There can be no doubt that the social conscience, inasmuch as it has to do with larger relations and greater complexities, is destined ultimately to transcend the individual conscience. Would we further its development, we must hold it responsible alike for Titanic and jitney disaster even at the loss of personal responsibility. The one virtue left to us as individuals in view of the biological chasm yawning at our feet is loyalty,—" our country ; right or wrong, our country "— for the way to the larger loyalty is through the lesser. Civilisations at their height are inevitably marked by vice; for vice is the logical consequence of the impersonal attitude toward one's fellows that necessarily goes with great numbers and the compounding process.
Although the social conscience is to be comprehensive of a greater good, until that conscience is fully evolved there will doubtless be many Lusitania wrongs of one sort or another. Since there is no reconciling the standards of diplomacy with our personal ideals our only consolation while undergoing the throes of integration is that Nature has evinced an increasing purpose through all her creations for the forming of a higher type of consciousness.
Are the finer powers of personality then to count for naught in this summing up process whose total is the corporate consciousness? For answer let us look back once more to the invariants of the life-group. We find there was always the giving up of self — the functioning for a common cause. Ah, but first there was a self worth the giving ! Evolution saw to that. The period of differentiation was a long one even for the cell, and it grew ever longer as the unit rose in the scale of complexity. The involutionary process was based at every rise upon the highest variation consistent with 'organic unity — as shown in the lower stages by free-swimming propensities ; in the higher, by spontaneity of action generally. Indeed, there is great danger that an involute may have its rise in too low a degree of individualisation to permit of its forming a link in the life-sequence. With the large majority of its citizens barely over the edge of illiteracy, Germany may have come prematurely to the sense of a national self. From the point of view of our democratic ideal there is not the requisite heterogeneity among its elements to make life more than efficient for the day. On the other hand, the democratic ideal may be subversive of the necessary homogeneity for the informing of an organic whole. However that may be, it is interesting to note that the emphasis France has placed upon individual development is not telling against its spirit of loyalty.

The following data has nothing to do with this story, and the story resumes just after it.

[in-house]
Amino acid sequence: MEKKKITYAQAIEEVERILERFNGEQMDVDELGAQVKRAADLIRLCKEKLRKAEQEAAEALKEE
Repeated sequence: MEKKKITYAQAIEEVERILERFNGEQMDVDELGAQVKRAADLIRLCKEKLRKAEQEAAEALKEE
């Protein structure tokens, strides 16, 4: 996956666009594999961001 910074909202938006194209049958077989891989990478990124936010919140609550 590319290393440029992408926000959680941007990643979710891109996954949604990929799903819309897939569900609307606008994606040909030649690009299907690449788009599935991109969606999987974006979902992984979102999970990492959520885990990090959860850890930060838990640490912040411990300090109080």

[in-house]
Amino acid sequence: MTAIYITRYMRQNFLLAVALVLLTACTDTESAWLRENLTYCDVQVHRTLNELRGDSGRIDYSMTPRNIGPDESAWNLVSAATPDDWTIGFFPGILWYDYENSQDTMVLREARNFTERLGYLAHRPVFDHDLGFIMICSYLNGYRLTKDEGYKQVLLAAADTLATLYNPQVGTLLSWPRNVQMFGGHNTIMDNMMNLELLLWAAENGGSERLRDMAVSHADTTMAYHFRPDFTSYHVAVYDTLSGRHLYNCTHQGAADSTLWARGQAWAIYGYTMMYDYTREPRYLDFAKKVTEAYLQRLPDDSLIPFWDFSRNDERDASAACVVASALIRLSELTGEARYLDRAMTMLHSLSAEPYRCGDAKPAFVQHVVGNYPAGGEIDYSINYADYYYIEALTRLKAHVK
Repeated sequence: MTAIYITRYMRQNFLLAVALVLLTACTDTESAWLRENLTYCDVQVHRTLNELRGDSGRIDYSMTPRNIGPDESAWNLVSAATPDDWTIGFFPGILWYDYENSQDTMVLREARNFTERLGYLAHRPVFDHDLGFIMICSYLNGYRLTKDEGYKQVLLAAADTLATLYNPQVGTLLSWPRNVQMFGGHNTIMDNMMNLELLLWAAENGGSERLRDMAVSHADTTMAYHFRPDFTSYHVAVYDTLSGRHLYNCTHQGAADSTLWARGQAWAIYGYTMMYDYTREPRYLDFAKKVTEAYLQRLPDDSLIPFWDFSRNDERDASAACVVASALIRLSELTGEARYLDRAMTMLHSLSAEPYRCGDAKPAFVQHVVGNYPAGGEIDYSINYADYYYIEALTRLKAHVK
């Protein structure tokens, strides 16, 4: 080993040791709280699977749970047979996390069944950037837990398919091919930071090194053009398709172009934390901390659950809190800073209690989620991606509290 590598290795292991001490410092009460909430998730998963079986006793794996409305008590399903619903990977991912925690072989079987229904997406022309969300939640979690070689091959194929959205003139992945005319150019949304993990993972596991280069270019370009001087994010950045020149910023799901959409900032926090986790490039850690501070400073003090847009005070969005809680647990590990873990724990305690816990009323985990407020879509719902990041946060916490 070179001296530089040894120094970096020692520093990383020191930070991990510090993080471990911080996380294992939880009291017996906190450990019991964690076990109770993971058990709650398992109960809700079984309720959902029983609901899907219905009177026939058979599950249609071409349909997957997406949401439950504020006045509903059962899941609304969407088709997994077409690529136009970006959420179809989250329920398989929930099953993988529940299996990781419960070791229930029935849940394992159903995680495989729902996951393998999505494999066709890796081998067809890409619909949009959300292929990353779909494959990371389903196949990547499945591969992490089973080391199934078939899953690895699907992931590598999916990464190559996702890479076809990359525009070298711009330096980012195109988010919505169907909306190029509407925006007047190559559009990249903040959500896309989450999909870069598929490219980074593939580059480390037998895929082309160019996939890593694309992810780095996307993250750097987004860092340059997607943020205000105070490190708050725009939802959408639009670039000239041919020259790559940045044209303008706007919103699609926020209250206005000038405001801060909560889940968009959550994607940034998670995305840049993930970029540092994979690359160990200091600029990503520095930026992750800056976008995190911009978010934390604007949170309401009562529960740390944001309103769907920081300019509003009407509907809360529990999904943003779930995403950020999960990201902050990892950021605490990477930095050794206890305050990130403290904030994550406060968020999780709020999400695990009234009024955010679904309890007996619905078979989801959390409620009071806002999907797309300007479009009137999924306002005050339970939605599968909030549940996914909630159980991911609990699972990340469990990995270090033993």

Another invariant of the group-analysis, and one that is concomitant with the self-development of the element, is the sense of conscious adjustment with his fellows. This means political wisdom and virtue — in a word, democracy. Says Mr. Graham Wallas : " The very existence of the Great Society requires that there should be found in each generation a certain number of men and women whose de-sire for the good of others is sufficiently reliable and continuous to ensure that they will carry out the duty of originating leadership (mere dexterous self-advancement does not originate) either in administration or thought. Whoever has known any such men will accept the statement, which they themselves constantly make, that no ambition, however lofty, would be sufficient to carry them through the unexciting toil, the constant disappointments, the ever present uncertainty of result, which are involved in the intellectual organisation of a modern community."
Although material conditions, habits and sentiments are necessary to the welding of a people, they do not suffice to give rise to the new life. That has its inception alone in the spiritual bond of common ideals. Only thus is the individual born again. " America is not the government," says Mary Antin ; " it is a spiritual state. America is a matter of the inner man." Need we fear that personal worth and aspiration are lost to the involute when thus essential even to its inauguration?